The CDC offers additional information on vaccines and health guidance for Mexico.

OSAC Country Council Information

The Nuevo Laredo Country Council currently meets twice a year and has approximately 40 members. Please contact OSAC’s Western Hemisphere team with any questions or to join. 

U.S. Consulate Location and Contact Information

Consulate Address and Hours of Operation

U.S. Consulate in Nuevo Laredo
Allende #3330, Colonia Jardín
Nuevo Laredo, Tamaulipas

Consulate Contact Numbers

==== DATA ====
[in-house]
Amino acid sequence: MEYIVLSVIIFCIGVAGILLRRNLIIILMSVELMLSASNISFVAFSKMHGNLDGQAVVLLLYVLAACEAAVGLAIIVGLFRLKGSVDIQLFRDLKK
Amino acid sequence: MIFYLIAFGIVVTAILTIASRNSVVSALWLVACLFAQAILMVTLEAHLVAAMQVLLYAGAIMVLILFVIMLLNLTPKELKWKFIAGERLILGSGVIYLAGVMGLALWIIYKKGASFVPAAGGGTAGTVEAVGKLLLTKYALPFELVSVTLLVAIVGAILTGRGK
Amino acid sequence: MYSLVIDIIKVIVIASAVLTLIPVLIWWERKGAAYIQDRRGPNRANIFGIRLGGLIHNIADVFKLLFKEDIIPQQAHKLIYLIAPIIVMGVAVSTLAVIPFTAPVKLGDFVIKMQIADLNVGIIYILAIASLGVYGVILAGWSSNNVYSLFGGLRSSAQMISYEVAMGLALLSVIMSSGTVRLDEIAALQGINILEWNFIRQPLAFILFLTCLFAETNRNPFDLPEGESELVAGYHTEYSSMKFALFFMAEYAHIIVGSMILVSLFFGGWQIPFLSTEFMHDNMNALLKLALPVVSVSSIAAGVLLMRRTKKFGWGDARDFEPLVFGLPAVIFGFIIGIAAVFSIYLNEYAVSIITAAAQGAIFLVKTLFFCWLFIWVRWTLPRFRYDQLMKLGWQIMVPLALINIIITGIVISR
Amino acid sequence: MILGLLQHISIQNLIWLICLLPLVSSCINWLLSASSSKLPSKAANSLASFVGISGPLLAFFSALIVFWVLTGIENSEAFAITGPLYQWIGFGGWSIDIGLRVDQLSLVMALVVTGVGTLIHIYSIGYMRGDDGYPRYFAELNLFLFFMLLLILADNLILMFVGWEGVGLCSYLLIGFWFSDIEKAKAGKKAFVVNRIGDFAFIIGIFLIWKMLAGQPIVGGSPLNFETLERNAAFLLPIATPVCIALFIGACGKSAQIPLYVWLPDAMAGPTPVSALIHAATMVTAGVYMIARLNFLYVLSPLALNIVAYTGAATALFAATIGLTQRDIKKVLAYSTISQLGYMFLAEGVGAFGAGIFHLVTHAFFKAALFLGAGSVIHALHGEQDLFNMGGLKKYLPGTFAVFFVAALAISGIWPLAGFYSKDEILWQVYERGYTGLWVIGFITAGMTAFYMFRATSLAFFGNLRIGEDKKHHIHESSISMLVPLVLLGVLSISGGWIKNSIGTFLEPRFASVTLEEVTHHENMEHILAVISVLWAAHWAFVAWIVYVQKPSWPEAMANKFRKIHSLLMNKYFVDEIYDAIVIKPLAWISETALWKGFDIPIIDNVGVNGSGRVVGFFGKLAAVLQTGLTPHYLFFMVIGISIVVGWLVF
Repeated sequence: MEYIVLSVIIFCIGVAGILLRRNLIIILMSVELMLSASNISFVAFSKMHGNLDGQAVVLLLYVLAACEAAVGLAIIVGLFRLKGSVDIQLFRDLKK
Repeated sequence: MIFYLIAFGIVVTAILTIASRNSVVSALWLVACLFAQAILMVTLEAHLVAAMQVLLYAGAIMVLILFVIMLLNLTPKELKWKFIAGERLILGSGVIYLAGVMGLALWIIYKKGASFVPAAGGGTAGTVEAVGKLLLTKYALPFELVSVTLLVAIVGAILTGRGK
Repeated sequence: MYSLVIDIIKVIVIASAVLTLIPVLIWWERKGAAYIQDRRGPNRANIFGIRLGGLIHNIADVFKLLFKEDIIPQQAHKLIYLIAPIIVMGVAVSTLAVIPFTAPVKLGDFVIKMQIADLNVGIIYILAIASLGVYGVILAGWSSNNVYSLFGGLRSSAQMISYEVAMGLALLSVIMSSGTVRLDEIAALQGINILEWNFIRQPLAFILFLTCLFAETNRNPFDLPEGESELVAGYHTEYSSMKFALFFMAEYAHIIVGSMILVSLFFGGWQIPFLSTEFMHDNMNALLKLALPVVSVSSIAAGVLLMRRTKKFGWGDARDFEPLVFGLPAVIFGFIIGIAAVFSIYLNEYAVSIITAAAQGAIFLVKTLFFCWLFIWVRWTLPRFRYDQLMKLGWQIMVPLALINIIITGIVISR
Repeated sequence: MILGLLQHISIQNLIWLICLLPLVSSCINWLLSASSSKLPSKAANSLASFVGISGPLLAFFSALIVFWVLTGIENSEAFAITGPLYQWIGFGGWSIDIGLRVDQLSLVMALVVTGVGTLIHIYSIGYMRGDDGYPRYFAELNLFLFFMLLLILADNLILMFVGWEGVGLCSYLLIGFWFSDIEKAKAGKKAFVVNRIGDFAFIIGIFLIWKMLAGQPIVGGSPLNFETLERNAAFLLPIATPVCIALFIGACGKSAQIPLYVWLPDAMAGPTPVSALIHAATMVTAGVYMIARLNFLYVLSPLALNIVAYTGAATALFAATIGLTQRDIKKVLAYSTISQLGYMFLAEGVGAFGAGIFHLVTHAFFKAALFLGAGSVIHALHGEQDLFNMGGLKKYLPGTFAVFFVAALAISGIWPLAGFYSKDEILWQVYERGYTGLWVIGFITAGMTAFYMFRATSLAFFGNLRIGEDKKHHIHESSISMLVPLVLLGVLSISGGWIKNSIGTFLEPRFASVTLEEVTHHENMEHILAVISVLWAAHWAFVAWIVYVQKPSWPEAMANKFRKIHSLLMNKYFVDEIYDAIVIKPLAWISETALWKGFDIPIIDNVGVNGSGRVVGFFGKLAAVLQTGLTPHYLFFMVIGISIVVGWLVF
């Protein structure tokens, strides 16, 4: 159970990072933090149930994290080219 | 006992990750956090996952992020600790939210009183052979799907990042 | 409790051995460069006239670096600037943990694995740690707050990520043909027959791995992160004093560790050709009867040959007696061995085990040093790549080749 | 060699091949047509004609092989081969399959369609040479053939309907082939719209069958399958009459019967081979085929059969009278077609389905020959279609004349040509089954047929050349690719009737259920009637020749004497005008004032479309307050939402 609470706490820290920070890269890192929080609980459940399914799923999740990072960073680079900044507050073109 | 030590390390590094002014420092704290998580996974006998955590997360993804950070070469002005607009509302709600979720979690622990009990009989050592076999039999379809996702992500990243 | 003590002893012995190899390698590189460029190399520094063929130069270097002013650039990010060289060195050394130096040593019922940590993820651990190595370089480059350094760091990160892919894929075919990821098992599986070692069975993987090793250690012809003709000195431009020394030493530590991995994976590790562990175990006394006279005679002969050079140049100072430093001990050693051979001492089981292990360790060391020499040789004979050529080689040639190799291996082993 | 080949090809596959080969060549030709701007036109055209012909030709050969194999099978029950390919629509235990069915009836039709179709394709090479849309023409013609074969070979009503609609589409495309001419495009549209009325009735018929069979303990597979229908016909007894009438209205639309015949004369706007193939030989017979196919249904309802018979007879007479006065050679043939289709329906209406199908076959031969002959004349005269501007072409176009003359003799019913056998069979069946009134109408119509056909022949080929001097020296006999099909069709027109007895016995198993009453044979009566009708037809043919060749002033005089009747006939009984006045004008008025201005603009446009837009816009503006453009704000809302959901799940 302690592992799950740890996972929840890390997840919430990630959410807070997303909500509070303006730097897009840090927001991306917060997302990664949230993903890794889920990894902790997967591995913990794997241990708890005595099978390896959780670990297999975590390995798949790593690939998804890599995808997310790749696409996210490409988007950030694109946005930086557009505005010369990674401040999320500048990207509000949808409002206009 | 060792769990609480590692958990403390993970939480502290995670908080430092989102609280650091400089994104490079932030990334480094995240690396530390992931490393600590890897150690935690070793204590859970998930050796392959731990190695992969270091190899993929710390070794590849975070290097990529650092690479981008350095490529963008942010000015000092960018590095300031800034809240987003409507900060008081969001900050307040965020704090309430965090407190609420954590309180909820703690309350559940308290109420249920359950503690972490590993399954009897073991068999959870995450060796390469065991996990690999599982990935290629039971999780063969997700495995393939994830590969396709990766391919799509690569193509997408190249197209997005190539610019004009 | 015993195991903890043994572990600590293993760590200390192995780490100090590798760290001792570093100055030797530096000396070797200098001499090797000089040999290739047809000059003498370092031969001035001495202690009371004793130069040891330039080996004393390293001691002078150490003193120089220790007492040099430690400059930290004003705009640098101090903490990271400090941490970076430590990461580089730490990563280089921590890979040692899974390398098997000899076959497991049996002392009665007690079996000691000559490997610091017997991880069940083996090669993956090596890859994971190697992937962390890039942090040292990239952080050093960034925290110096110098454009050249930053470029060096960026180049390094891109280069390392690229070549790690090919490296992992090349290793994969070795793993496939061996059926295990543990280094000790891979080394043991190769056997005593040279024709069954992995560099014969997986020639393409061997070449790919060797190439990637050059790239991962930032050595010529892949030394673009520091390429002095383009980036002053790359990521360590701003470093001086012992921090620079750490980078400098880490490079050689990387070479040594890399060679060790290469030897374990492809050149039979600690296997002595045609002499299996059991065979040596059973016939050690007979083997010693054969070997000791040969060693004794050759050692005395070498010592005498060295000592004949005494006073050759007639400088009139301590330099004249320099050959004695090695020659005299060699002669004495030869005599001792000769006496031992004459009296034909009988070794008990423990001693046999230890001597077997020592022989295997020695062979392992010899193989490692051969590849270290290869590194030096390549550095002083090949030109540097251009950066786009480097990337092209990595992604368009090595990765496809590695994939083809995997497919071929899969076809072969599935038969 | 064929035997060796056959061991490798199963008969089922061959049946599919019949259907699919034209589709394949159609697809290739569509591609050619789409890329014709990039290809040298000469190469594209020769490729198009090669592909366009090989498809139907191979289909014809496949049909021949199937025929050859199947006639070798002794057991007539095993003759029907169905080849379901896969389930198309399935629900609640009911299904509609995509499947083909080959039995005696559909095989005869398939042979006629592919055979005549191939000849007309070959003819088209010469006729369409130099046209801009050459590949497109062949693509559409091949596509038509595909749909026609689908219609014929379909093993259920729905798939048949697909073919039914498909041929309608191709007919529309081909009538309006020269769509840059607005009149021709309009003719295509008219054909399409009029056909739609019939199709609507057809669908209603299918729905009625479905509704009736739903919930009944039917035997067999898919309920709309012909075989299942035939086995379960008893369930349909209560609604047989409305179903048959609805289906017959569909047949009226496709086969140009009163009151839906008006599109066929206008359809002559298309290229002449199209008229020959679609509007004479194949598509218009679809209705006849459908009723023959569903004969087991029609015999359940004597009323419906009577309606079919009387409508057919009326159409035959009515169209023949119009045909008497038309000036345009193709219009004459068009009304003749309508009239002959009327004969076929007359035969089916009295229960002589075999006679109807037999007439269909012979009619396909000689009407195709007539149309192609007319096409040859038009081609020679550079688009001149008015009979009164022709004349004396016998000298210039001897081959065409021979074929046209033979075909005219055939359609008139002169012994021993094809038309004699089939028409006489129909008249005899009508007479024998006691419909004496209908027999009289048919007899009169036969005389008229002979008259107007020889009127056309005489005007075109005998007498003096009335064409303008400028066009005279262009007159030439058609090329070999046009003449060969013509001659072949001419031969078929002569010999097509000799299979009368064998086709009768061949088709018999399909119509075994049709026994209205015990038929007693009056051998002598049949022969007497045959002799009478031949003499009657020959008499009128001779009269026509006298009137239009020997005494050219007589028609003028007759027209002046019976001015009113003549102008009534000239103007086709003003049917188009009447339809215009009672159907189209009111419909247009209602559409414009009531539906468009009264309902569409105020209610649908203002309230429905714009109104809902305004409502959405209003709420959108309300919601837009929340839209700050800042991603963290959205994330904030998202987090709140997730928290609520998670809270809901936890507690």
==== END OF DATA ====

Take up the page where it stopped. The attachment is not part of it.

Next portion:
Consulate assistance can be reached by calling 867-714-0512 (RSO ext. 3121) during normal business hours. After hours, the Consulate duty officer can be reached by dialing 867-100-0806.

If are dialing from the U.S. or from a U.S. roaming cell, dial “+521” before any of the phone numbers listed above.

Nearby Posts

Embassy Mexico City:

Consulate Ciudad Juarez:

Consulate Guadalajara:

Consulate Hermosillo:

Consulate Matamoros:

Consulate Mérida:

Consulate Monterrey:

Consulate Nogales:

Consulate Tijuana:

Additional Resources

Mexico Country Information Sheet
Mexico Travel Warning